From Publishers Weekly
A Romeo-and-Juliet tale of star-crossed lovers and their conflicted families plays out against a futuristic backdrop shaped by outrageous fashion trends in Armstrong's offbeat debut fantasy. Michael Rivers, heir-apparent to a hi-tech security empire, is poised to wed Nora Gonzalez-Matsu, heiress-apparent to a rival firm, when an assassin's failed attempt on his life humiliates the company and scuttles the nuptials. Though the planned union seemed as calculated as the business merger behind it, incurably romantic Michael believes that Nora, whose lifestyle is governed by the same fashion magazine to which he's addicted, is his soul mate. When he repudiates his father's scheme to marry him into another corporate family and attempts a forbidden reunion with Nora, he discovers nasty realities that have made his coddled life possible. This routine romance plot is virtually secondary to the giddy elaboration of a future world so saturated with advertising and fashion imagery that its most public transactions are orchestrated like runway walks. Though the story runs on a little longer than it should, its playful take on fashionistas of the future is diverting. (Feb.)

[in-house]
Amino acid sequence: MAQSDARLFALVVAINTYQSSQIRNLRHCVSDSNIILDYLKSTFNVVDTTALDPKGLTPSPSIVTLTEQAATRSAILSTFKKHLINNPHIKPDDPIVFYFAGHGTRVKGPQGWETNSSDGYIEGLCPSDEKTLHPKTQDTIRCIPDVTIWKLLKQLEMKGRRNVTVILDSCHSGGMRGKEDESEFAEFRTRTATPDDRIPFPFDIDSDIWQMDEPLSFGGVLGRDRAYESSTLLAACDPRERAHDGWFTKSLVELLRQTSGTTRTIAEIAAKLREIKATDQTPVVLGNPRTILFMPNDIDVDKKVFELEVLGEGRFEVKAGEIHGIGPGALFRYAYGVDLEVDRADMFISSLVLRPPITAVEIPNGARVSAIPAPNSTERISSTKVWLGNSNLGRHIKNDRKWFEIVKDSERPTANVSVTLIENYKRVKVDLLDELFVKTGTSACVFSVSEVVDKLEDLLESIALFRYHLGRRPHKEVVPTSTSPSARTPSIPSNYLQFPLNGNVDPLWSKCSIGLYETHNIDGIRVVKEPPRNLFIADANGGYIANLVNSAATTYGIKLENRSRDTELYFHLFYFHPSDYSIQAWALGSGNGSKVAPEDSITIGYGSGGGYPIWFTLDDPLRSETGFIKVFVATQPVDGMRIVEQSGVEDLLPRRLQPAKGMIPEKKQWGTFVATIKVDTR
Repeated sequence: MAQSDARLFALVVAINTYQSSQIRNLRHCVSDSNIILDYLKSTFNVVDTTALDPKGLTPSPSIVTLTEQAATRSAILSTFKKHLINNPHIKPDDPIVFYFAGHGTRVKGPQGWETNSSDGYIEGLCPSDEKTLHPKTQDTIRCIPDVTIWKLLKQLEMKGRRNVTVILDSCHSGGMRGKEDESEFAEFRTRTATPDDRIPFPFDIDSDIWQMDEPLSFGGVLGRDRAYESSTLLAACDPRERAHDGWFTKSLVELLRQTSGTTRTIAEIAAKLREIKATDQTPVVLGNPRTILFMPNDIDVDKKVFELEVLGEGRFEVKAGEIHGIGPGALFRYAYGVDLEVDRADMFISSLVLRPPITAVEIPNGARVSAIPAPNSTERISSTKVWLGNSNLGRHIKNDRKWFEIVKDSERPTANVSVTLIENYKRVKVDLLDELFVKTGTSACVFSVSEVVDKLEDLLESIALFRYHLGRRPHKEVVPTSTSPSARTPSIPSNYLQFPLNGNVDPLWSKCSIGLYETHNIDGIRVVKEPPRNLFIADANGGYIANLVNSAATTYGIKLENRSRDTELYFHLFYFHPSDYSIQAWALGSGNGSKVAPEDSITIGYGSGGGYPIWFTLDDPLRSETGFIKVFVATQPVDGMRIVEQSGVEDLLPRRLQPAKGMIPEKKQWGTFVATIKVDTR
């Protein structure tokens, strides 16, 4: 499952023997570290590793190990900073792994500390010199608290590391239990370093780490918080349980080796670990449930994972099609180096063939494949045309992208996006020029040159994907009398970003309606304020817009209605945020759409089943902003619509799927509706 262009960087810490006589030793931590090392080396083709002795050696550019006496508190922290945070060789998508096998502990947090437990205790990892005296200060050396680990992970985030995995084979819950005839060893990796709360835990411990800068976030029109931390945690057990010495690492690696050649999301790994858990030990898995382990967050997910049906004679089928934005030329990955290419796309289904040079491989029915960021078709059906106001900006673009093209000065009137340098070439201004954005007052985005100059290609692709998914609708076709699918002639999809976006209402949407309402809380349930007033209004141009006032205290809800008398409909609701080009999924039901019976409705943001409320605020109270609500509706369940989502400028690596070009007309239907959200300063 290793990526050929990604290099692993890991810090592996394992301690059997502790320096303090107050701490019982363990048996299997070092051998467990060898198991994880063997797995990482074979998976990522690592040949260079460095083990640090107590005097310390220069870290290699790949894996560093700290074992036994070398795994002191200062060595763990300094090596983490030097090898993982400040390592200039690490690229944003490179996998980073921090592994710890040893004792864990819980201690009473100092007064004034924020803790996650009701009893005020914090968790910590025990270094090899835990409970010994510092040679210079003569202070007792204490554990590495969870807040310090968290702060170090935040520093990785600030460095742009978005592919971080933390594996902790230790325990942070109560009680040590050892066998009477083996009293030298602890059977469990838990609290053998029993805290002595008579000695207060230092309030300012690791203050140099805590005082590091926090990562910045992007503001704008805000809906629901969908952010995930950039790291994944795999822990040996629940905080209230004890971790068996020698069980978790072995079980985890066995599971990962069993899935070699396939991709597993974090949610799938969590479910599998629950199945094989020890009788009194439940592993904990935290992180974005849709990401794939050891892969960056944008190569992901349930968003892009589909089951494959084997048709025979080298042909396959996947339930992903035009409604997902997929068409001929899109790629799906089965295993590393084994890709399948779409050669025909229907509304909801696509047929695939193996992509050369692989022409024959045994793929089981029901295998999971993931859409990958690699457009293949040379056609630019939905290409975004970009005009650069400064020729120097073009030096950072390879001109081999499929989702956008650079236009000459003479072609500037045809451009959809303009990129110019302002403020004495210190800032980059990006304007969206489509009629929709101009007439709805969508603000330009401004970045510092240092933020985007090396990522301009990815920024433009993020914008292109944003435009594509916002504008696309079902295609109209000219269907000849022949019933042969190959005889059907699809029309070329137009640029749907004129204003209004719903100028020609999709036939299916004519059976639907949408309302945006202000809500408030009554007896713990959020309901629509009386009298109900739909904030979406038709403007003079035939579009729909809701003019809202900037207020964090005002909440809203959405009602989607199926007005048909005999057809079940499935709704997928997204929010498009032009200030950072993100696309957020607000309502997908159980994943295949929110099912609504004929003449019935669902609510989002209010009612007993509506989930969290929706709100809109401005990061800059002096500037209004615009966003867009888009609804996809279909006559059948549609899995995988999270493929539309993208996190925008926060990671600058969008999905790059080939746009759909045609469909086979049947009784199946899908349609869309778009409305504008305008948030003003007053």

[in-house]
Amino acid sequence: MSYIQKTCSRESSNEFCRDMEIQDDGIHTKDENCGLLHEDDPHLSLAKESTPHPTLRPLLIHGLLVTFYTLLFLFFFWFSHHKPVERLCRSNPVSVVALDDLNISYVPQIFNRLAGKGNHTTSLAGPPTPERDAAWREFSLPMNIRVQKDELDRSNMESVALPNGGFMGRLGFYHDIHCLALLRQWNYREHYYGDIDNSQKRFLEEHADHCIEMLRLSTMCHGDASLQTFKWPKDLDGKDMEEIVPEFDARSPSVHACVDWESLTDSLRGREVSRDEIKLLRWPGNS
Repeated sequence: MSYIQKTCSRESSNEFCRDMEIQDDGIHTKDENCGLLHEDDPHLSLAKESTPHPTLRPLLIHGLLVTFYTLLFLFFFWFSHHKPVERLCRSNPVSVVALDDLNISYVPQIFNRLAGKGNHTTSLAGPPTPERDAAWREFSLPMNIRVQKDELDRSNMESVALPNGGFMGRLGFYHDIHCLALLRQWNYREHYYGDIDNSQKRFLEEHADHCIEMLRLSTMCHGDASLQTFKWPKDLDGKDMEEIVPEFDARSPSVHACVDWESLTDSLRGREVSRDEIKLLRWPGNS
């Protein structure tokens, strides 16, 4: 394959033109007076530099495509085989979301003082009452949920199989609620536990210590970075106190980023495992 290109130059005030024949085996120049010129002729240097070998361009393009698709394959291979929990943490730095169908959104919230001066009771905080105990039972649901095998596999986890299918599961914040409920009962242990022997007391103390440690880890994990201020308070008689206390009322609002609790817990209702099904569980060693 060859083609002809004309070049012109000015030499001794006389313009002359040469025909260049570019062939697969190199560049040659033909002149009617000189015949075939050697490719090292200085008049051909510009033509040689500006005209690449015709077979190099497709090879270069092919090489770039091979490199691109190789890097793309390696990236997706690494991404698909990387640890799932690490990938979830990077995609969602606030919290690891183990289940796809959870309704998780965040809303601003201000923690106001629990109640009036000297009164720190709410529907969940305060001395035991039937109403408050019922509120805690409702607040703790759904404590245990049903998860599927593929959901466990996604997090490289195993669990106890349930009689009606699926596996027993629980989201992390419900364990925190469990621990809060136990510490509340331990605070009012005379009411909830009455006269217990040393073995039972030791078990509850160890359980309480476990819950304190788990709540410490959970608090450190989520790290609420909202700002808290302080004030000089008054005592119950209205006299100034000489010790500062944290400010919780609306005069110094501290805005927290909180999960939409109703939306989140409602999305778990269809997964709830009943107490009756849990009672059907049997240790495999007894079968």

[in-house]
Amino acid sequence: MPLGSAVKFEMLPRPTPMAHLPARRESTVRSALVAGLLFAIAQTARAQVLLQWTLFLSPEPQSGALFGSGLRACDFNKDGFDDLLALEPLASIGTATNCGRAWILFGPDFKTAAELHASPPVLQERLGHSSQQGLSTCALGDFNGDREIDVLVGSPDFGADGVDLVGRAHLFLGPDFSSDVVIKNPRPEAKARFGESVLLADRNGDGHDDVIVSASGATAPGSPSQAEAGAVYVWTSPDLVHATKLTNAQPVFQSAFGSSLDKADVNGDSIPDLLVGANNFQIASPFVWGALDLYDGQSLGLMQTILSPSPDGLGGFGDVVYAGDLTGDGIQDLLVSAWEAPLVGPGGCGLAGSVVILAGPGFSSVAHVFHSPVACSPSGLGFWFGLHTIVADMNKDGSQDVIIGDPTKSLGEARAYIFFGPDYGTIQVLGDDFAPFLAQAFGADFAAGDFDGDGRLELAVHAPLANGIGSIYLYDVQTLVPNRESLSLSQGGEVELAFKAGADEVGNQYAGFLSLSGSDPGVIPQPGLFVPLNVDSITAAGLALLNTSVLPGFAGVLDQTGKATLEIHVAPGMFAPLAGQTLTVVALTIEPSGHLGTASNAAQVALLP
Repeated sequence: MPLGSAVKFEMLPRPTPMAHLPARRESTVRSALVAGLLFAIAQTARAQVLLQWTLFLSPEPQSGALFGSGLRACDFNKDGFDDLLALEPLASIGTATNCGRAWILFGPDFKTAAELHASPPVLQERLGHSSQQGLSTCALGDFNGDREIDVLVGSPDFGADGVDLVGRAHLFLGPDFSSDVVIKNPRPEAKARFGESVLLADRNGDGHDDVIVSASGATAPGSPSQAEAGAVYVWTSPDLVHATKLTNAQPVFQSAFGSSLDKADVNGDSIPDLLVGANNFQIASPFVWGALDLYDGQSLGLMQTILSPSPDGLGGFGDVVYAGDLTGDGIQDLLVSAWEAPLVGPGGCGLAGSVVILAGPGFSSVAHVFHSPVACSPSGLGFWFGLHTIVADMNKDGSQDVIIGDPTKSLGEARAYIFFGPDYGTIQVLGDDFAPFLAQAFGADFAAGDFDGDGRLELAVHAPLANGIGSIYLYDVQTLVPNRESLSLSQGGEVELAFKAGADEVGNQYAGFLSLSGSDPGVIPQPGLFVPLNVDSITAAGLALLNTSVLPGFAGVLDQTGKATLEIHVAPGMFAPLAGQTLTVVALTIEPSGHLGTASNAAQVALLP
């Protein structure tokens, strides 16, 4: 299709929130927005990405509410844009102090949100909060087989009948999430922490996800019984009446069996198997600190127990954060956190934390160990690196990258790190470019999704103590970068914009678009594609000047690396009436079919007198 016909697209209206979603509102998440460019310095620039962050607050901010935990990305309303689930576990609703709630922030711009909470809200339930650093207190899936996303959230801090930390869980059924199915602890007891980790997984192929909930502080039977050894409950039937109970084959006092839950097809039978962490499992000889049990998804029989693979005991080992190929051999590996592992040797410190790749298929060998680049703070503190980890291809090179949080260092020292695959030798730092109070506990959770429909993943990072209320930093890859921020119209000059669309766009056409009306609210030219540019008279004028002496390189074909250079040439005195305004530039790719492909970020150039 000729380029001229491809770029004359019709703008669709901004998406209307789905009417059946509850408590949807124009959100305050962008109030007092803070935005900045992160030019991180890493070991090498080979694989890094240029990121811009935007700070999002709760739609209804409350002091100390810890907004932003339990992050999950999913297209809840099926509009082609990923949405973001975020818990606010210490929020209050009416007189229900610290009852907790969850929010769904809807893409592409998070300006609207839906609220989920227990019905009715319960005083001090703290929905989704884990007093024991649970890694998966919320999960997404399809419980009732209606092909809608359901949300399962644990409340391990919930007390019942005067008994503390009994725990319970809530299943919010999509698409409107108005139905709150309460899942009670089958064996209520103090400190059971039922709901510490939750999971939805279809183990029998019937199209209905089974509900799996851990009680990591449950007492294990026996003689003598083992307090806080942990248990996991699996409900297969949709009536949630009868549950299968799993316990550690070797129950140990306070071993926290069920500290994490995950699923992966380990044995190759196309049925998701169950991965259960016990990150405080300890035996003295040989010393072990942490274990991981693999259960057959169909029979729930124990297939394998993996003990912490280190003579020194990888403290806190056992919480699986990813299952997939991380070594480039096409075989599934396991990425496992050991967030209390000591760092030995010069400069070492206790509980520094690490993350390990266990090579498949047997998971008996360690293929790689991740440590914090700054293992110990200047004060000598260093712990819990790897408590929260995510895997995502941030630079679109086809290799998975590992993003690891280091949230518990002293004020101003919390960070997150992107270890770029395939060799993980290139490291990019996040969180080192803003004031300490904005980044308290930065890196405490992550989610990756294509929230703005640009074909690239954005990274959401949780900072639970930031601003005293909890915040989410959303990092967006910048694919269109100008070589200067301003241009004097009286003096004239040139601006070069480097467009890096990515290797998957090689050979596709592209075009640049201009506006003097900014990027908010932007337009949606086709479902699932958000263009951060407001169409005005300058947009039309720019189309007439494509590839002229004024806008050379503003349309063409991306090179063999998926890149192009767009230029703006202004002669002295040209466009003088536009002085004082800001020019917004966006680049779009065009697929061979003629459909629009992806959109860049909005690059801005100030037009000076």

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In a future controlled by the fabulously wealthy Families, whose every move is a media event, Michael, 19-year-old RiverGroup heir, is engaged to MKG heiress Nora. Indicative of the business merger their marriage seals, their conversation is coded in quotations from their favorite magazine, Pure H
. Just before the wedding, someone tries to assassinate Michael, wrecking the RiverGroup's ratings, confidence in the would-be merger, and Michael and Nora's perfect relationship. Michael questions his father (a terrible businessman, more showman than anything else), everything he thought he knew about life, and the identity of the assassins as he tries to salvage his relationship with Nora despite both Families' objections. He searches the "slubs," where the poor and non-Family live, and visits his estranged, circus-performer mother, which proves enlightening and potentially earthshaking for the RiverGroup. Since so much of it is based on the occasionally morbid Pure H
patois, the novel makes frequently strange reading, but Michael's enlightenment and the bizarre family secrets he discovers make it worthwhile reading, too. Regina SchroederCopyright © American Library Association. All rights reserved